Checking with a multimeter there was just over 48V d.c. between them as I suspected - so these behave as the incoming drop wires from a 'traditional' BT phone cable (the Blue/White and White/Blue).

As my internal telephone wiring isn't connected to BT's lines (there is a junction box where the drop wire from BT enters the property and the drop wire is disconnected there) then there is nothing to stop me putting my own NTE5 master socket in (currently we don't have a master socket but several sockets that look like this :http://www.kaiturn.com/ezfiles/kaiturn1/img/pictures/k/KT-3505B1AD_S_KT-3505B1AD-web.jpg with no capacitor).

Then all I'd need to do is connect the VM Hub via an RJ11 lead to terminals 2 & 5 (2 being -50V d.c. and 5 being 0V) and wire up terminals 2 [Blue/White], 5 [White/Blue] and 3 [Orange/White] to the rest of the internal wiring. 

Really annoying the VM do telephones with VOIP now.  When we had VM in the past, they disconnected the wire from BT at the above mentioned junction box in the garage and connected their own wire from an external (splitter) box and all the extensions in the house worked exactly as before.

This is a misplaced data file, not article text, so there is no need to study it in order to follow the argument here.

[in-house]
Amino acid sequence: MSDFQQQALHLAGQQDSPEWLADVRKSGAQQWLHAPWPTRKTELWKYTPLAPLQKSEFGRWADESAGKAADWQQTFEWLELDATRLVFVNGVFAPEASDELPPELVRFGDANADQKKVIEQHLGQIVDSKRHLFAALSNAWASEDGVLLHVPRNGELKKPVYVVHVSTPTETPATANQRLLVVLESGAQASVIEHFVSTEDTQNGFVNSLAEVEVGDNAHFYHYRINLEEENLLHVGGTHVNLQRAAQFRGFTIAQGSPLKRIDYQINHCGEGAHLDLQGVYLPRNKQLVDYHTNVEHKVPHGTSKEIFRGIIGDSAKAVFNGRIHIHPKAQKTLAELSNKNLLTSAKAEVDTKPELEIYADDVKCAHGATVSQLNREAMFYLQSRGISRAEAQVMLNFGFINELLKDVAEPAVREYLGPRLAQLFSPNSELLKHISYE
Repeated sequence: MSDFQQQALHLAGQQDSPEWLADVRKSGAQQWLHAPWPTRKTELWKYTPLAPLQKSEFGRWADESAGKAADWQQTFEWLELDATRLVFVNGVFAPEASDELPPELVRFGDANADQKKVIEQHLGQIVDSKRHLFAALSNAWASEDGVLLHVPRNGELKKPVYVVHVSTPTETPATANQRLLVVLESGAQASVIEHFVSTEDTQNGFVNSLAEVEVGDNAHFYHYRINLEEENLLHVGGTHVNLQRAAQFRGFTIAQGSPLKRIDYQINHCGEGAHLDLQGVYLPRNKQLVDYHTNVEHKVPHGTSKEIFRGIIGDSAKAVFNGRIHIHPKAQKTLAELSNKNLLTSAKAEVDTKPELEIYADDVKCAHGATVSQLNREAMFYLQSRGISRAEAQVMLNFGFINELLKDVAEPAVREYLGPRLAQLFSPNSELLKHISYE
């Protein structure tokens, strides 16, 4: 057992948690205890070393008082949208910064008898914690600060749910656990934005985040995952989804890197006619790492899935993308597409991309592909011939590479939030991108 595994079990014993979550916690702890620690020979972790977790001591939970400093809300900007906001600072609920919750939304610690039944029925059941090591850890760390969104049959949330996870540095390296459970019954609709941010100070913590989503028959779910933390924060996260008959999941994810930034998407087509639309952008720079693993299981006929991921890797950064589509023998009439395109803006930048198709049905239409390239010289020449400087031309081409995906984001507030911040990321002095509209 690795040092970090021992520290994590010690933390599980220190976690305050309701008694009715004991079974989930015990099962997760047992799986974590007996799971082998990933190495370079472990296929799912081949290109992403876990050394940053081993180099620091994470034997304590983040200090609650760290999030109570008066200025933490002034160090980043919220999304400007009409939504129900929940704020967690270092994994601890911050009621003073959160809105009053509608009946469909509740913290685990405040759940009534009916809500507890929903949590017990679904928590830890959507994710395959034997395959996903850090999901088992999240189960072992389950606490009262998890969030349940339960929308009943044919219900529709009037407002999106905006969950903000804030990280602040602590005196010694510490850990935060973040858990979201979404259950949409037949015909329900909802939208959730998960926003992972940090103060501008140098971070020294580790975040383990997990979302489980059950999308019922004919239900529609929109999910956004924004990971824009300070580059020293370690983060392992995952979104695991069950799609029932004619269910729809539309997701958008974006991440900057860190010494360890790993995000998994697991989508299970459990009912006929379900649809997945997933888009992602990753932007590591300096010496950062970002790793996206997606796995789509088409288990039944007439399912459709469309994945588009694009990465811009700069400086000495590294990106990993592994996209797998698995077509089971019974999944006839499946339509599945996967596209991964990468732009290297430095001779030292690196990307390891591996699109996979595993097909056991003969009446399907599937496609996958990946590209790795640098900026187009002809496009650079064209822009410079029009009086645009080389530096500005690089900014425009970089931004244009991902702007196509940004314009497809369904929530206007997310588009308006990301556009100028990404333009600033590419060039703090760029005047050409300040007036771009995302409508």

I have got the above correct haven't I?

Cheers

Zaph

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Message 5 of 22
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Re: VM Fibre installed today, house extensions no longer working

Well, to reply to my own post ...

We didn't have a Master Socket in the house - only an old hard-wired junction box and a few old post-1981 style line jack units (LJU's) for various extensions.

You are (apparently) breaking the law if you do this yourself so the following is offered for academic interest and in the interests of sharing knowledge with the wider community.

Before attempting any wiring/rewiring, make sure that incoming wires from BT are disconnected (this is the only bit that is dodgy although I hardly see that disconnecting just two wires is all that big a deal myself).  This will then completely isolate all of your internal phone wiring from BT's (or I suppose I should say OpenReach's) copper POTS network (or PSTN to be more correct).

It really is then as simple as the following four steps.

Step 1

Unscrew the existing face plate (in our case a LJU5/6A - with screw terminals) and remove the cables from the back.

Step 2

Wire the Blue/White cable to terminal 'B' on the Master Socket and the White/Blue wire to terminal 'A'.  Ideally use a Krone IDC 'Punch-down' tool or similar - don't be tempted to use a flat-bladed screwdriver (however tempting) as this will open out the 'V' of the connector in the socket and may well result in an unreliable connection.  If you don't use the above-mentioned tool, make sure you only trim ONE cable at at time after making the connection (to prevent shorts).